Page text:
Shawn has an interesting post where he talks about why 100% unit test coverage should be one of your goals. I agree 100%. I’m not sure why anyone would say that you shouldn’t be testing your properties. Don’t you want to make sure they work?
The prevailing philosophy in regards to unit testing is writing your tests before your code. In practice, this happens a lot less than it should. Why should we write our unit tests first?
- Writing your unit tests first makes you design pieces of your software from the clients perspective. After all, you’re writing your code to be consumed. The code itself is not important, it’s what it does for other code.
- Unit tests are meant to test functionality, NOT code! That means if you write your unit tests after the fact, you’re probably not focusing on the functionality. You might be trying to come up with edge cases that might not even matter to the client. It’s harder to come up with good unit tests after the code is written, because you’re not necessarily looking at it from the clients perspective, or from the perspective of the required functionality.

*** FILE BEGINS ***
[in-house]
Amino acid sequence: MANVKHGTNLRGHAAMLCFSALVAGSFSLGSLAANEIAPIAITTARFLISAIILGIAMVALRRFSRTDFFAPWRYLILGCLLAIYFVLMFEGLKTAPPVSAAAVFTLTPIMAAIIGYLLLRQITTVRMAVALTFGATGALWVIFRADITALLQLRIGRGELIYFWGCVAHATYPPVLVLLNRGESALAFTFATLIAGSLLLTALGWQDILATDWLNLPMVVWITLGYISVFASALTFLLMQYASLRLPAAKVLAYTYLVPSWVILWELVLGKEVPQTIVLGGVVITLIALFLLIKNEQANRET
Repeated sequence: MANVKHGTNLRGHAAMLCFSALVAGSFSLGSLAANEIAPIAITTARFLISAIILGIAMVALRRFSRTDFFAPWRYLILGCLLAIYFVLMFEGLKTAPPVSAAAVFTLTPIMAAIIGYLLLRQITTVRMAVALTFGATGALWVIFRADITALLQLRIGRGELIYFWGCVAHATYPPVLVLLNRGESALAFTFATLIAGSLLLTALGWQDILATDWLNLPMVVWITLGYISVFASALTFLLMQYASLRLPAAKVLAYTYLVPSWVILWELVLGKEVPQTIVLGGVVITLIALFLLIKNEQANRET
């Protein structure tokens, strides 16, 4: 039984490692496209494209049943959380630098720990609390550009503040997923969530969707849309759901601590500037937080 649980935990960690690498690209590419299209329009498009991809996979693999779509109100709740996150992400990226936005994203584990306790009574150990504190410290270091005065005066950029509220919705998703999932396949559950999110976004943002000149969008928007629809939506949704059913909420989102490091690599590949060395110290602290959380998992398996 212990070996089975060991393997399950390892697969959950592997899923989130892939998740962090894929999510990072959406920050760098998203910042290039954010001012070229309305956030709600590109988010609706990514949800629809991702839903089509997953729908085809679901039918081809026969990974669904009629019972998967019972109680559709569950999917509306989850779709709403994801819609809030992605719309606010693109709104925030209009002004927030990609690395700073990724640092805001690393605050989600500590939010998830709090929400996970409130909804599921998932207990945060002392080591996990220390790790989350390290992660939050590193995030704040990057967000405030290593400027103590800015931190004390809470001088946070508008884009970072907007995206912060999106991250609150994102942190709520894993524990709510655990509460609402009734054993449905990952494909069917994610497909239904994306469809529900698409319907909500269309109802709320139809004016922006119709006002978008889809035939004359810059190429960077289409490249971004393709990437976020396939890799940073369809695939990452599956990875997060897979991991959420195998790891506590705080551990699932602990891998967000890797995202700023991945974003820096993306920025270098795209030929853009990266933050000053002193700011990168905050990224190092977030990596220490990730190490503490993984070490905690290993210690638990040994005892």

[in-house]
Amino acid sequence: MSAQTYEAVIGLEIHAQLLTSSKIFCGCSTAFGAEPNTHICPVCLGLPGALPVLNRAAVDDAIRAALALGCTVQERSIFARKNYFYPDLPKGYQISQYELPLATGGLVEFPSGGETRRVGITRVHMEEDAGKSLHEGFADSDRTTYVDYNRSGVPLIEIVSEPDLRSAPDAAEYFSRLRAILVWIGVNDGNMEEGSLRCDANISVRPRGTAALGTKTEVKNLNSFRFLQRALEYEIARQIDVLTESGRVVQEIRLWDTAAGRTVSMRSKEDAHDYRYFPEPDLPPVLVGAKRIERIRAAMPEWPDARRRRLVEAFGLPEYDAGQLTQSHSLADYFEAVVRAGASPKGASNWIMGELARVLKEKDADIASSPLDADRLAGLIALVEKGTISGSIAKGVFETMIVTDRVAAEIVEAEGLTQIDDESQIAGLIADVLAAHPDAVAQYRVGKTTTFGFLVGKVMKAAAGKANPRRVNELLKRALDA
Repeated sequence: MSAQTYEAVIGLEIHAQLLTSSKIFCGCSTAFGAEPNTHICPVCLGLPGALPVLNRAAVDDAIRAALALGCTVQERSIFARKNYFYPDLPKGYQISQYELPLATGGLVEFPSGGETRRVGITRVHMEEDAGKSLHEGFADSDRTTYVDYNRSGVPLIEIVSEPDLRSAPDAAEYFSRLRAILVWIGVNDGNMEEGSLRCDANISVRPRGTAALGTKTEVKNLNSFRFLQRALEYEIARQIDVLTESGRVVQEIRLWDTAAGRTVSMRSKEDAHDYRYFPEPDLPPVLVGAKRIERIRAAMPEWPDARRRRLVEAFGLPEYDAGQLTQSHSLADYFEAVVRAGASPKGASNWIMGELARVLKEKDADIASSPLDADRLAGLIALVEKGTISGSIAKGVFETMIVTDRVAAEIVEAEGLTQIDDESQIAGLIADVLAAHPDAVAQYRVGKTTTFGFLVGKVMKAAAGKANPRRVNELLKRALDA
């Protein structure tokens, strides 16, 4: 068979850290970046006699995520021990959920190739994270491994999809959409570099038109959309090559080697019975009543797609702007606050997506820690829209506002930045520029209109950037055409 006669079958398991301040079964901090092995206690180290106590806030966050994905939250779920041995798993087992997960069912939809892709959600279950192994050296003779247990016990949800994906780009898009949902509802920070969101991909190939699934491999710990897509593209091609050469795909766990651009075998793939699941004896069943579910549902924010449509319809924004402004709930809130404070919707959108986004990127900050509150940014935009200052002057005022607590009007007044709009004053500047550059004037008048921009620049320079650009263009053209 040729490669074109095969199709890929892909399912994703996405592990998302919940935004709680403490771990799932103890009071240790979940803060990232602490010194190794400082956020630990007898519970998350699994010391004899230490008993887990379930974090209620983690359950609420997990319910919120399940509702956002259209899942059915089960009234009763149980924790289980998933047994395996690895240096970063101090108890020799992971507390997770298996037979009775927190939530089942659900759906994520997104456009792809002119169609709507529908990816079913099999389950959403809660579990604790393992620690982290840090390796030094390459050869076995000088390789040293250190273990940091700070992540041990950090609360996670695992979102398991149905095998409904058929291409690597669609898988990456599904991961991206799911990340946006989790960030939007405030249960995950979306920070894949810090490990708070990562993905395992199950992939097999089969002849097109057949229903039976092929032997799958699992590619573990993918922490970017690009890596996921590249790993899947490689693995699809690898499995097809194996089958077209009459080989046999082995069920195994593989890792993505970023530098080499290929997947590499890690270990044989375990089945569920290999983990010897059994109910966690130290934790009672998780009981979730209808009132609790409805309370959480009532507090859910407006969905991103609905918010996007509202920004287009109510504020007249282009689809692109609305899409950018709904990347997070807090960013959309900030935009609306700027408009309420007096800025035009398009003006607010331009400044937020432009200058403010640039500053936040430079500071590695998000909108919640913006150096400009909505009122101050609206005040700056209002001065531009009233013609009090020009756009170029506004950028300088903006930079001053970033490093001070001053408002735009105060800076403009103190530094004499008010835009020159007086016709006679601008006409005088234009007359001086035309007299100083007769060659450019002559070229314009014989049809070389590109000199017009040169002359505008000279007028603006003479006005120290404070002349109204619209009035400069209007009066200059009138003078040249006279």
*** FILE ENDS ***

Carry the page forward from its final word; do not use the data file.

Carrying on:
There are two valid ways to increase code coverage:
- Write additional tests – This only makes sense if you forgot to write the test initially. Since you’re tests are verifying functionality, why don’t you already have a test for this particular piece of functionality?
- Remove the untested code – In a perfect world, this is what you would always do. After all, your tests verify that your code has a certain set of functionality. If you have untested code, that code isn’t needed. Why keep code you don’t need?
Here is the basic process I recommend:
- Come up with a rough design in your head
- Write unit tests to test a required piece of functionality
- Write the code to provide that functionality
- Verify that the unit tests pass, fix the code as necessary
- Refactor as necessary
- Run a code coverage tool, and get as close to 100% as possible using one of the methods I mentioned previously.
- Go to #2 and repeat as necessary